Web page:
You are here
Ruble rallies in early trading on day of Putin press conference
[MOSCOW] The ruble rallied in early trading on Thursday ahead of President Vladimir Putin's eagerly-awaited annual press-conference, where he is expected to give his views on the financial crisis rocking Russia.
The ruble was trading at around 58 to the dollar and 72 to the euro - the levels of last Friday - after closing at 60.65 to the dollar and 75.10.
Mr Putin will begin his press conference at 0900 GMT. The marathon event sees him face hundreds of journalists from all over Russia.
The Kremlin has remained silent this week on the issue of the ruble's crash, which took it to historic lows of 80 to the dollar and 100 to the euro and led Russians to rush to exchange their savings and make a run on stores to dump the devaluing national currency ahead of expected price hikes.
Economy minister Alexei Ulyukayev told Vedomosti daily in an interview published Thursday that Russia's economy was going through a "crisis".
"I guess we found ourselves in a perfect storm, and I guess it's not an accident. Because in some way we prepared this storm ourselves," he said in an interview conducted Monday, before the record Tuesday crash of the ruble.
"We are issuing ad hoc reactions, the situation is so unpredictable that we cannot be ready for future changes," he admitted.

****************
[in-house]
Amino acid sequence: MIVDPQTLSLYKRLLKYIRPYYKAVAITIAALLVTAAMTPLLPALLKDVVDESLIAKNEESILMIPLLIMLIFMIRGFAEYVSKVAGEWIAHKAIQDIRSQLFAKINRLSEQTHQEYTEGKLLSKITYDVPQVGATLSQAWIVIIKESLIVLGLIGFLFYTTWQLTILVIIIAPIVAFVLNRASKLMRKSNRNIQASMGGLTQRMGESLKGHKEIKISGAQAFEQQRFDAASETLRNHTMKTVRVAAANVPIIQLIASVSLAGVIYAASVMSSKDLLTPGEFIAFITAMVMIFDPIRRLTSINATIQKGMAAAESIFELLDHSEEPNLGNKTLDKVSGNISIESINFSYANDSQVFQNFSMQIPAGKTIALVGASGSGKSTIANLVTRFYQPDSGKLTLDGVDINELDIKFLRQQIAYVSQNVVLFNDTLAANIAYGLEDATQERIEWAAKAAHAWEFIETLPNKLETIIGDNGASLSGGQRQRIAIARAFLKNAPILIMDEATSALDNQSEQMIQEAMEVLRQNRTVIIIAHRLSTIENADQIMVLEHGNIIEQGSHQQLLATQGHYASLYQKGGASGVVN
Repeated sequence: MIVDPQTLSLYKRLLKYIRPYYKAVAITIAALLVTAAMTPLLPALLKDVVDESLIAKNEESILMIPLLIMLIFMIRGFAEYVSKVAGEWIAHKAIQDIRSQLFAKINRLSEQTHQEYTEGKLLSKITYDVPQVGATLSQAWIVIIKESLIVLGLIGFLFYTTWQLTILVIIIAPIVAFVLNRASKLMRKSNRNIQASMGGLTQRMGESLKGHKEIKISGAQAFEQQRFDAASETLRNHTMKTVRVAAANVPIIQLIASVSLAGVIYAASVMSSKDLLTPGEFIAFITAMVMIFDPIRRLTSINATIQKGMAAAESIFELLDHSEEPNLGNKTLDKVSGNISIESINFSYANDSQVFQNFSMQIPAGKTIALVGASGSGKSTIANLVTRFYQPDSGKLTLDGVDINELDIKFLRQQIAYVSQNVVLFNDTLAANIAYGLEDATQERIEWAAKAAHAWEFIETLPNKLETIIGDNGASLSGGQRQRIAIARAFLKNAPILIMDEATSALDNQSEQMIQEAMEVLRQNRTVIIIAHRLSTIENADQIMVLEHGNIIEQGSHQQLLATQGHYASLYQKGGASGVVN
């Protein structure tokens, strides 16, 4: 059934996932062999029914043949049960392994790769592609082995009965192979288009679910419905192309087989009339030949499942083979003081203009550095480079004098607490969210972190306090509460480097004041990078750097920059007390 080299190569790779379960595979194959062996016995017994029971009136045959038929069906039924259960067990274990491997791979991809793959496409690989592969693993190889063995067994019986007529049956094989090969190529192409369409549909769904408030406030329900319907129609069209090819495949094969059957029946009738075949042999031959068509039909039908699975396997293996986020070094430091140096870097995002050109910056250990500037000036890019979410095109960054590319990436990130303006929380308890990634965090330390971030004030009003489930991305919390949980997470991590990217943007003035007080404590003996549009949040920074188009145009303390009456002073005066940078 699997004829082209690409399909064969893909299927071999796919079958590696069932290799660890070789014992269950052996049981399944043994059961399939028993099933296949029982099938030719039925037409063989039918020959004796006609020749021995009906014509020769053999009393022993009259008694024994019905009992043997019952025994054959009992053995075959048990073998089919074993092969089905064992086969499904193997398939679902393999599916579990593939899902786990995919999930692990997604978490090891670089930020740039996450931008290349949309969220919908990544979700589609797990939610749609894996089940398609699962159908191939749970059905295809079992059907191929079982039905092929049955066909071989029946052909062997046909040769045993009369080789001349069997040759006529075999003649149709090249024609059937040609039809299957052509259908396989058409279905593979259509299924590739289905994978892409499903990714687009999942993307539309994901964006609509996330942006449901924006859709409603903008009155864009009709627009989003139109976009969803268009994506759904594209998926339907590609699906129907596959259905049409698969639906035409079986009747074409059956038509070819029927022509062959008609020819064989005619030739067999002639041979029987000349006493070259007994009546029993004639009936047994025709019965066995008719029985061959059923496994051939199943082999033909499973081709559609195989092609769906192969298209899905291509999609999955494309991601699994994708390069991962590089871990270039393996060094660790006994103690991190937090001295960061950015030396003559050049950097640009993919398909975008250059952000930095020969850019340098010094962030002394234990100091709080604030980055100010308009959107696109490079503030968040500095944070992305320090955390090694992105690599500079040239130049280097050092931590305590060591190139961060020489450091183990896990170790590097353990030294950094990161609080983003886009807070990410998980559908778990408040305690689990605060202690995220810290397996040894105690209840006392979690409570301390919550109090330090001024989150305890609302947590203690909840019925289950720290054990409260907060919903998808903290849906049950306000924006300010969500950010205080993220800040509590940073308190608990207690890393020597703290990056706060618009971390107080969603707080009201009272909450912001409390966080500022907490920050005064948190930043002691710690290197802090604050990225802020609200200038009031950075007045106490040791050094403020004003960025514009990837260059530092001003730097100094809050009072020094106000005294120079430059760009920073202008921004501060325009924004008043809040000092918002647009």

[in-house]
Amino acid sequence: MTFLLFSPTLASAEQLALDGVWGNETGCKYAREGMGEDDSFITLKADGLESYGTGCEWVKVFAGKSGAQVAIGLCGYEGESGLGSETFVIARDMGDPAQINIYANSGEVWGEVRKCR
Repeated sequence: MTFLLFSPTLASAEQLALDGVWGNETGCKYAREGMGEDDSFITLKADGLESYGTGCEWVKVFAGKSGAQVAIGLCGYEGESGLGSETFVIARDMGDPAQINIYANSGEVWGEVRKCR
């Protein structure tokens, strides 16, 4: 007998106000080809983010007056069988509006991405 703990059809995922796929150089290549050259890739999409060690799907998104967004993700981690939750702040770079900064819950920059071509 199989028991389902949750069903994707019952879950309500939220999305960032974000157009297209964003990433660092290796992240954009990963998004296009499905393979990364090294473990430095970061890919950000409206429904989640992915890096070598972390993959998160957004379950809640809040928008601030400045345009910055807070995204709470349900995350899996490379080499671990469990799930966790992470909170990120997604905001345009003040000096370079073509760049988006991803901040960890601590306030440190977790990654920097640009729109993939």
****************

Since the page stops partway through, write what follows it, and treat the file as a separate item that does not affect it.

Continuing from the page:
Several observers have said that the record slump of the ruble has to do not only with the global decrease of oil prices on which Russia depends, and Russia's financial isolation due to Western sanctions over Ukraine, but also the perceived lack of strategy by the leadership during the worst economic crisis of Mr Putin's 15 years in power.
The government this week said they were preparing a set of measures to save the ruble, which Putin is expected to outline Thursday.
The state statistics agency said Wednesday that real wages have declined in the first 11 months of the year for the first time in years.
Both the economy ministry and the central bank have warned of recession next year, with the latter saying the contraction could be up to 4.8 per cent at current oil prices, with a recovery not expected until 2017.
Officials have begun to call on Russians to take on the economic burden as payment for the annexation of Crimea.
"What is happening now is the price that one must pay for political victories and Russia's resurgence," the governor of Krasnodar, Alexander Tkachev, said Wednesday.